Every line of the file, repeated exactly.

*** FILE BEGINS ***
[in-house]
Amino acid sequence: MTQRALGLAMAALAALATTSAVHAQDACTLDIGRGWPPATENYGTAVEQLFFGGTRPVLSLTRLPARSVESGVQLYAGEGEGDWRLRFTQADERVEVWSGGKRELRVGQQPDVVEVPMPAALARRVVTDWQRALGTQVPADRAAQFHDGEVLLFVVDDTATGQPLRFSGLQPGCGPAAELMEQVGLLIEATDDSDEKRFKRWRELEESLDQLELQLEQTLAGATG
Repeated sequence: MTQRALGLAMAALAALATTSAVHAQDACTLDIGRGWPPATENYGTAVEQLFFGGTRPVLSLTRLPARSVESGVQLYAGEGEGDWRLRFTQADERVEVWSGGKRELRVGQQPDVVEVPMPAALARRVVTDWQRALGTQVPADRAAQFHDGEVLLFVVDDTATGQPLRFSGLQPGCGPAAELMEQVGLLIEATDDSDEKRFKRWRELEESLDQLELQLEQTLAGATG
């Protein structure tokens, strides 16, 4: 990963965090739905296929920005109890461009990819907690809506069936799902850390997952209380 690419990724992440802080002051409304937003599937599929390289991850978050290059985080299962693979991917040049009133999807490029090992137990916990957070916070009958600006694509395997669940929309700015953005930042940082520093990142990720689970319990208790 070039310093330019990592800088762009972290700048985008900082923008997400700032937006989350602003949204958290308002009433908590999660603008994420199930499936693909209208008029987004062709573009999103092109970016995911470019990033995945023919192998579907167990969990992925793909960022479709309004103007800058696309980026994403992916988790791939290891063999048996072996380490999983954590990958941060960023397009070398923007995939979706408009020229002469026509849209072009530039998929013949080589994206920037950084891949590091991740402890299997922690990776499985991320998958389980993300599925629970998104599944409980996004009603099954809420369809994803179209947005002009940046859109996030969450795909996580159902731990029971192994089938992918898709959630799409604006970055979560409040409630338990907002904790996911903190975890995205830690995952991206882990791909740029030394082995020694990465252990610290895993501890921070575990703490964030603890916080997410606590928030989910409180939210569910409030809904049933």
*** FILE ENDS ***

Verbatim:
[in-house]
Amino acid sequence: MTQRALGLAMAALAALATTSAVHAQDACTLDIGRGWPPATENYGTAVEQLFFGGTRPVLSLTRLPARSVESGVQLYAGEGEGDWRLRFTQADERVEVWSGGKRELRVGQQPDVVEVPMPAALARRVVTDWQRALGTQVPADRAAQFHDGEVLLFVVDDTATGQPLRFSGLQPGCGPAAELMEQVGLLIEATDDSDEKRFKRWRELEESLDQLELQLEQTLAGATG
Repeated sequence: MTQRALGLAMAALAALATTSAVHAQDACTLDIGRGWPPATENYGTAVEQLFFGGTRPVLSLTRLPARSVESGVQLYAGEGEGDWRLRFTQADERVEVWSGGKRELRVGQQPDVVEVPMPAALARRVVTDWQRALGTQVPADRAAQFHDGEVLLFVVDDTATGQPLRFSGLQPGCGPAAELMEQVGLLIEATDDSDEKRFKRWRELEESLDQLELQLEQTLAGATG
């Protein structure tokens, strides 16, 4: 990963965090739905296929920005109890461009990819907690809506069936799902850390997952209380 690419990724992440802080002051409304937003599937599929390289991850978050290059985080299962693979991917040049009133999807490029090992137990916990957070916070009958600006694509395997669940929309700015953005930042940082520093990142990720689970319990208790 070039310093330019990592800088762009972290700048985008900082923008997400700032937006989350602003949204958290308002009433908590999660603008994420199930499936693909209208008029987004062709573009999103092109970016995911470019990033995945023919192998579907167990969990992925793909960022479709309004103007800058696309980026994403992916988790791939290891063999048996072996380490999983954590990958941060960023397009070398923007995939979706408009020229002469026509849209072009530039998929013949080589994206920037950084891949590091991740402890299997922690990776499985991320998958389980993300599925629970998104599944409980996004009603099954809420369809994803179209947005002009940046859109996030969450795909996580159902731990029971192994089938992918898709959630799409604006970055979560409040409630338990907002904790996911903190975890995205830690995952991206882990791909740029030394082995020694990465252990610290895993501890921070575990703490964030603890916080997410606590928030989910409180939210569910409030809904049933």